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Could HIV-prevention pills actually increase infection risk by cutting condom use?

It’s been hailed as a major breakthrough and one of the much-needed tools to “end HIV”. But there are also concerns about pre-exposure prophylaxis (PrEP), the use of antiretroviral drugs by HIV-negative people to prevent them from becoming infected with the virus. Will people taking PrEP stop using condoms and could this actually lead to an increase in HIV and sexually transmitted infections (STIs)?

PrEP appears to be a highly effective method of reducing risk of HIV transmission. Adding to growing international evidence, the Proud trial tested the use of PrEP with gay and bisexual men in England and found a reduction in HIV transmission of 86% amongst men who took PrEP every day. Truvada, the drug used in the Proud trial, is not currently licensed for use as PrEP in the UK. However, as a result of the findings, there has been a concerted effort by HIV policymakers and community activists to make Truvada available as PrEP on the NHS as soon as possible.

Evidence to date has shown mixed results when it comes to continued condom use with PrEP. The Proud trial, which recruited participants reporting some but not exclusive use of condoms, found the number of people not using condoms remained the same throughout the study. STI rates across both trial arms – the group that received PrEP immediately and the group that had to wait 12 months – also remained similar. Evidence from three locations from the iPrEX study in the US suggests that, although some younger participants reduced condom use, in most cases PrEP did not reduce condom use but did reduce stress, fear, and guilt.

We need to consider who might be willing to use PrEP. A number of surveys with gay and bisexual men in the UK have shown that men reporting lower levels of condom use and who are at higher risk of HIV are interested in PrEP. Introducing PrEP to this group might not necessarily reduce condom use, but could protect against HIV infections where condoms are not already being used. In this way, PrEP could fill a gap in HIV prevention for those individuals who find it difficult, or are unable, to use condoms as their main means of preventing HIV.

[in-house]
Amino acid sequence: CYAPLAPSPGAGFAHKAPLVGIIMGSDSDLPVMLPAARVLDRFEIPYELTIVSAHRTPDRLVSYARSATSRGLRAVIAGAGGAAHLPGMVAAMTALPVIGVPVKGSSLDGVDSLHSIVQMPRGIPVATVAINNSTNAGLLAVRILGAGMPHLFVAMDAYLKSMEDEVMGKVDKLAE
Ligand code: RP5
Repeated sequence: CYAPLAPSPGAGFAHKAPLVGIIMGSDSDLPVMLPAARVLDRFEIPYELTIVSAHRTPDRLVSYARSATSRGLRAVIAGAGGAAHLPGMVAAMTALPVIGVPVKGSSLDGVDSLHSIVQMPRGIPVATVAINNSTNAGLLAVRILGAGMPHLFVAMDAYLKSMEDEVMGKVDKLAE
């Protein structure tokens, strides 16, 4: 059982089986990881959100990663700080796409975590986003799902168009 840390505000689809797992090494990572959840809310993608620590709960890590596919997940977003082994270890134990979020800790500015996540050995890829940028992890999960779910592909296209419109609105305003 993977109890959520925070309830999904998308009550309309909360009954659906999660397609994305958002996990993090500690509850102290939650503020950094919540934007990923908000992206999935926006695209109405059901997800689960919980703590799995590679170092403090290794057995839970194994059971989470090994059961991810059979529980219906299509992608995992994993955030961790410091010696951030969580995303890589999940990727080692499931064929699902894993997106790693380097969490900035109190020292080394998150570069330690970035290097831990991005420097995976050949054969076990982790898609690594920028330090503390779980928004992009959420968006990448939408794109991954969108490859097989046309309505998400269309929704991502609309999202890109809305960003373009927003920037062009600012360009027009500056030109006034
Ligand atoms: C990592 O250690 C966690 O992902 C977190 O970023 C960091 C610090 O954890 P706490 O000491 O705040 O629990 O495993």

Tried and tested protection. Shutterstock

Our PrEP research in Scotland with gay and bisexual men, and men and women from migrant African communities, found that concerns about PrEP went beyond condom use. Participants in our qualitative study highlighted anxieties around the immediate and long-term side-effects of PrEP, a lack of trust that PrEP would work, and a belief that they were not at high-enough risk to merit taking a daily pill to prevent HIV. In addition, given that PrEP is not 100% effective, skills amongst participants in calculating risk reduction in relation to PrEP appeared to be mixed and will be an important factor in the effective “real-world” use of PrEP.

But our study also highlighted the fear that others would stop using condoms as a result of PrEP. One man compared the impact of PrEP to “women burning their bras” because he was concerned that other men would stop using condoms and threaten a 30-year history of HIV-prevention based on condom use. This suggests that many people still see condoms as the main HIV-prevention tool and demonstrates the need to engage with these fears and identify how PrEP might fit into, rather than disrupt, existing HIV prevention strategies.

Given the likely introduction of PrEP in the UK in the not-too-distant future, we need to draw on existing evidence to encourage its equitable introduction into health services and access by those most at risk of HIV. There needs to be clear guidance and support for using PrEP in combination with existing HIV-prevention strategies, including condoms. We need to find acceptable, effective and clear ways of explaining PrEP to potential users and work to improve understandings and skills in assessing and reducing risk.

Finally, we need to address existing – and sometimes conflicting – community concerns about PrEP . We need to find ways of talking openly about what a range of HIV prevention options might look like, without moralising or judging individual practices. Good sexual health needs to recognise the dynamic lives of people affected by HIV. No matter how well PrEP might work, it alone will not be the magic bullet to end HIV.

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